I am not proposing that we all take on foraging individually and I would definitely urge folk to read some basic identification guides before attempting to do so for food. But instead, I would like to understand why we don’t favour the agriculture of these plants over that of crops which require the use of pest control and additional irrigation. Why are we willing to dismiss our potential as raw material manufacturers and growers, only because cotton is not an ideal crop to grow in our land? In the same way that we have understood the value of our land and the domestic farming and processing industry for crops like oats, barley and rapeseed we could invest in Scotland’s native weeds and reduce our reliance on imported crops and goods for everything from animal feed to sustainable raw materials for our textile needs.
We are already seeing how post-globalisation and as the true damage of capitalism starts to reveal, the world is finally looking into more sustainable crops, like hemp and bamboo, for loads of applications to which we were convinced (not so long ago) there was no other alternative but plastic or deforestation. Some of us wonder why we hadn’t before. In Scotland we seem to have not only a rich variety of raw materials we could be tapping into, but some of them also happen to be extremely hardy and pest defiant, but they seem to be determined to grow on our land whether we want them to or not. Additionally, we have extensive historic records and folk traditions to give us a head start on most of their uses.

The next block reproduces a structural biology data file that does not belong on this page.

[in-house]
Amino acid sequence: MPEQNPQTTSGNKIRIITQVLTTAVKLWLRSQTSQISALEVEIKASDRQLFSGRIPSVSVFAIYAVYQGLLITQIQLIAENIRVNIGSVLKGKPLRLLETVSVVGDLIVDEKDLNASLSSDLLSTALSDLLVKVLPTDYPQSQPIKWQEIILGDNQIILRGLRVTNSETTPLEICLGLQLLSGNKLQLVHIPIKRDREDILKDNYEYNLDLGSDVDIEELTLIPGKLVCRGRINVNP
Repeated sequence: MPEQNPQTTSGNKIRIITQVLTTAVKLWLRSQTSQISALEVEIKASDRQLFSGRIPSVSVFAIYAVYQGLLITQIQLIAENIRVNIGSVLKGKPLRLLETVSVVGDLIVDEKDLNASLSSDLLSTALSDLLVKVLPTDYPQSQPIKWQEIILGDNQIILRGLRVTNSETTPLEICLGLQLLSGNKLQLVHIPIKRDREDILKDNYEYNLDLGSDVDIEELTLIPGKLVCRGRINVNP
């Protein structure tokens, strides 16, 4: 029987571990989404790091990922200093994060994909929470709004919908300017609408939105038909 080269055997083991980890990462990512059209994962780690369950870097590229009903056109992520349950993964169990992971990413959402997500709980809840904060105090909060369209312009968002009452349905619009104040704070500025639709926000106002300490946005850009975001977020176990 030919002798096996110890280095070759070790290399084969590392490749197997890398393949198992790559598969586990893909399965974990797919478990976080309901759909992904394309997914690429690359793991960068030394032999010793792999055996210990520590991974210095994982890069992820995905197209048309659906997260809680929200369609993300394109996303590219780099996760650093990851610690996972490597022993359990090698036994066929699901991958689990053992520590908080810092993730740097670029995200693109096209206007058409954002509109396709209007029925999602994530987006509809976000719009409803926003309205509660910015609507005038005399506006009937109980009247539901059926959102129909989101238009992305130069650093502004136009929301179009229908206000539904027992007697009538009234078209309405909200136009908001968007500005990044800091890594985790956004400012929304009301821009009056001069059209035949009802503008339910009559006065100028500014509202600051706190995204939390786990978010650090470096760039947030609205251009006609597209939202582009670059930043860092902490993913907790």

Alas, I fear that even if we succeed at revamping the agriculture of our native plants, throw tons of support onto its research and industry and we manage to create a fabulous new line of products for all to enjoy, our society has become so reliant on marketing to make its own moral choices that we mistrust anything not widely commercially available.
Even worse, we are willing to accept all kinds of greenwash as long as it has an ‘organic’ or ‘fair trade’ related logo on its packaging, without considering that even the most organically grown tea leaf will have hurt our planet enormously if it is to be brought over all the way here from the other side of the world and packaged in plastic to be kept fresh until we decide to drop it in a cup of boiling water. We need to help people to get into the habit of questioning ethical values of the food and materials they use, whether that wee bit of difference in taste or texture is worth the extra thousand carbon miles and added preservatives. Maybe it is ok to add nettle seeds to your morning smoothie rather than getting a certified organic, grown in India, processed in America, zip-sealed, foil-lined pack of spirulina from your nearest health shop.